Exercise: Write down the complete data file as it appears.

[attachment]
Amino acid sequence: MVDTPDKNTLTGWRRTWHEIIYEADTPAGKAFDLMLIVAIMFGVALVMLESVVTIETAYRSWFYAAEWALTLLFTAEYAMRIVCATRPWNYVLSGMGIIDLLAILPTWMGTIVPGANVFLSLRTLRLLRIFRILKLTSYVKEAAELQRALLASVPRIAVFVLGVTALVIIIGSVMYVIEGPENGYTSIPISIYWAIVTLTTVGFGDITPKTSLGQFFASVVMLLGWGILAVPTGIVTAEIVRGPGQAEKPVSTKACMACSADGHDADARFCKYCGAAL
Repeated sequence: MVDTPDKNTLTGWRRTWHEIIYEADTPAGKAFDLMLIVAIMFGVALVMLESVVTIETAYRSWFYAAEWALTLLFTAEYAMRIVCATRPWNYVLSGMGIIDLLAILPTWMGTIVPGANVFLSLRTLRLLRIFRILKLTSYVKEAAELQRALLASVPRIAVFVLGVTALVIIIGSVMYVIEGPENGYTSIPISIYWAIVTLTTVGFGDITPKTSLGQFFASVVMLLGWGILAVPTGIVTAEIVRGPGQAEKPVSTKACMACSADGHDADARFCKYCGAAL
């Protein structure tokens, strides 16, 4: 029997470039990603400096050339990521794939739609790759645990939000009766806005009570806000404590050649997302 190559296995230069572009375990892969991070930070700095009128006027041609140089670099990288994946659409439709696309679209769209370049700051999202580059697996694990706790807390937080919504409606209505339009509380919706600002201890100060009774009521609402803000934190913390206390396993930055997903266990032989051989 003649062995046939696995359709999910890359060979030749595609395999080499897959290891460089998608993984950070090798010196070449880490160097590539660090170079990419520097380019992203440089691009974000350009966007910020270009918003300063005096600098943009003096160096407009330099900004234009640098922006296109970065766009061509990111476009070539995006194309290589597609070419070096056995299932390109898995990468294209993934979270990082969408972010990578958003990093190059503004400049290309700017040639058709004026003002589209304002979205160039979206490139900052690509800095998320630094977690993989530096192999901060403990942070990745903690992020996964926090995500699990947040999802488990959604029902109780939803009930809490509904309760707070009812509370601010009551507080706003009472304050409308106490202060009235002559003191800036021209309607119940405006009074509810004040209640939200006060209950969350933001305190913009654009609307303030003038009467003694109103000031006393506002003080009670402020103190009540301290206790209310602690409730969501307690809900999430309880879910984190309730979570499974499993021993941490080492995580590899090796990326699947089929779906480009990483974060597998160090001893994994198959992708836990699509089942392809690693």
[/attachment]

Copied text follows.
Amino acid sequence: MVDTPDKNTLTGWRRTWHEIIYEADTPAGKAFDLMLIVAIMFGVALVMLESVVTIETAYRSWFYAAEWALTLLFTAEYAMRIVCATRPWNYVLSGMGIIDLLAILPTWMGTIVPGANVFLSLRTLRLLRIFRILKLTSYVKEAAELQRALLASVPRIAVFVLGVTALVIIIGSVMYVIEGPENGYTSIPISIYWAIVTLTTVGFGDITPKTSLGQFFASVVMLLGWGILAVPTGIVTAEIVRGPGQAEKPVSTKACMACSADGHDADARFCKYCGAAL
Repeated sequence: MVDTPDKNTLTGWRRTWHEIIYEADTPAGKAFDLMLIVAIMFGVALVMLESVVTIETAYRSWFYAAEWALTLLFTAEYAMRIVCATRPWNYVLSGMGIIDLLAILPTWMGTIVPGANVFLSLRTLRLLRIFRILKLTSYVKEAAELQRALLASVPRIAVFVLGVTALVIIIGSVMYVIEGPENGYTSIPISIYWAIVTLTTVGFGDITPKTSLGQFFASVVMLLGWGILAVPTGIVTAEIVRGPGQAEKPVSTKACMACSADGHDADARFCKYCGAAL
């Protein structure tokens, strides 16, 4: 029997470039990603400096050339990521794939739609790759645990939000009766806005009570806000404590050649997302 190559296995230069572009375990892969991070930070700095009128006027041609140089670099990288994946659409439709696309679209769209370049700051999202580059697996694990706790807390937080919504409606209505339009509380919706600002201890100060009774009521609402803000934190913390206390396993930055997903266990032989051989 003649062995046939696995359709999910890359060979030749595609395999080499897959290891460089998608993984950070090798010196070449880490160097590539660090170079990419520097380019992203440089691009974000350009966007910020270009918003300063005096600098943009003096160096407009330099900004234009640098922006296109970065766009061509990111476009070539995006194309290589597609070419070096056995299932390109898995990468294209993934979270990082969408972010990578958003990093190059503004400049290309700017040639058709004026003002589209304002979205160039979206490139900052690509800095998320630094977690993989530096192999901060403990942070990745903690992020996964926090995500699990947040999802488990959604029902109780939803009930809490509904309760707070009812509370601010009551507080706003009472304050409308106490202060009235002559003191800036021209309607119940405006009074509810004040209640939200006060209950969350933001305190913009654009609307303030003038009467003694109103000031006393506002003080009670402020103190009540301290206790209310602690409730969501307690809900999430309880879910984190309730979570499974499993021993941490080492995580590899090796990326699947089929779906480009990483974060597998160090001893994994198959992708836990699509089942392809690693």